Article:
- a person who holds that knowledge of a supreme being, ultimate cause, etc., is impossible;
- a person who claims, with respect to any particular question, that the answer cannot be known with certainty.
Philosophically, agnosticism is more general than beliefs about a god. To me, a central position of agnosticism is the claim of inability to know about something. The word itself implies this – a-: not, without and gnostic: relating to knowledge. Philosophically it can describe a position that it is impossible to have any knowledge of reality. I think people who describe themselves as agnostic should understand this and decide if their agnosticism applies to reality in general or just to knowledge of a god. If only the later then why?
Humanity has an insatiable desire to know and understand reality. It’s part of our very nature and this curiosity is what enables us to deal with problems, alter our environment and generally build a better life. We cannot do this if we are agnostic about reality, or part of reality. How can we investigate and understand phenomena if we decide beforehand that they can’t be investigated and understood?
The arrogance of “ring-fencing”
The French Philosopher Auguste Comte 150 years ago commented on stars:
“We shall never be able to study, by any method, their chemical composition or their mineralogical structure … Our positive knowledge of stars is necessarily limited to their geometric and mechanical phenomena”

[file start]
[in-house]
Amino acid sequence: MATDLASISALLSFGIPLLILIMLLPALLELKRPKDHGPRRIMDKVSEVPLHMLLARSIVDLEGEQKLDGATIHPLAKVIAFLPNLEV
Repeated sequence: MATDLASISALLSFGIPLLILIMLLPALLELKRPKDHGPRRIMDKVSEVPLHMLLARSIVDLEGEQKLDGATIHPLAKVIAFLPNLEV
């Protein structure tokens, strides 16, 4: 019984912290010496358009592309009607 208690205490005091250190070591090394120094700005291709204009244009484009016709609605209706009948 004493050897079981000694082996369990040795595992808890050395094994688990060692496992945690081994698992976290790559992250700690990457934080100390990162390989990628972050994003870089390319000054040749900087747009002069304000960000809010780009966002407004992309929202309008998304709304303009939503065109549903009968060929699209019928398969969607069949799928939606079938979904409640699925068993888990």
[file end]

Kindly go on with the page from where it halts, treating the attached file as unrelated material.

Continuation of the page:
Within a few years the invention of spectrometry proved him wrong! We don’t make that mistake now. Modern science has, in practice, left behind the idea that some parts of reality should be “ring-fenced,” declared “out-of-bounds” to investigation. Similarly, science is ignoring previous moral declarations that things like life, origins of the universe and consciousness should not be investigated. Today everything and anything are legitimate subjects of investigation. Except, for some people, God.
Many people, while not agnostic about reality in general, still declare themselves agnostic about God. This includes theists as well as non-theists. (In fact, theists are more likely than non-theists to claim a god cannot be investigated). But why? What is the evidence for excluding part of reality, declaring that it cannot be investigated or known? Nowhere! This is just a useful argument to protect a belief, to avoid an open-minded examination of ideas. Long theological arguments may be presented in justification but what do they amount to in reality. “I am declaring that this part of reality can not and should not be investigated. Why? Because I say so. Just take my word for it!”
Now isn’t that arrogant.
Science and the supernatural
Questions science cannot answer?
Debating science and religion
Putting Dawkins in his place
Limits of science or religious “fog”?
Can science enrich faith?
Miracles and the supernatural?
Should we teach creationism?
Humility of science and the arrogance of religion
Intelligent design/creationism: Postscript
Richard Dawkins and the enemies of reason
Limits of science, limits of religion
Science, art & pumpkins
Miracles and the supernatural?